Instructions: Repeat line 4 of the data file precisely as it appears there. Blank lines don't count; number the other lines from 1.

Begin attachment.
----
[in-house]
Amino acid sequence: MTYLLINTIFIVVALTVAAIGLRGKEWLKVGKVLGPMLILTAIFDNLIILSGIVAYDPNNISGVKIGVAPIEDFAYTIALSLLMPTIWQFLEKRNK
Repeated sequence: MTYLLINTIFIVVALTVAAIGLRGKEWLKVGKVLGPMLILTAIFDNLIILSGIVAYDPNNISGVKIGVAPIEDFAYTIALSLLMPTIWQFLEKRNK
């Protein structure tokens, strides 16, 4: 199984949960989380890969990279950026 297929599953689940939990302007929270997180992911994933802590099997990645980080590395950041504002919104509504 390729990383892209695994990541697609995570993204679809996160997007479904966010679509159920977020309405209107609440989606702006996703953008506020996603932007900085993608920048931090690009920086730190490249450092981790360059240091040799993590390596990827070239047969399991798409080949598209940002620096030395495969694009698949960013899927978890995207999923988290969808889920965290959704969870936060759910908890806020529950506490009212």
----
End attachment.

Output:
């Protein structure tokens, strides 16, 4: 199984949960989380890969990279950026 297929599953689940939990302007929270997180992911994933802590099997990645980080590395950041504002919104509504 390729990383892209695994990541697609995570993204679809996160997007479904966010679509159920977020309405209107609440989606702006996703953008506020996603932007900085993608920048931090690009920086730190490249450092981790360059240091040799993590390596990827070239047969399991798409080949598209940002620096030395495969694009698949960013899927978890995207999923988290969808889920965290959704969870936060759910908890806020529950506490009212």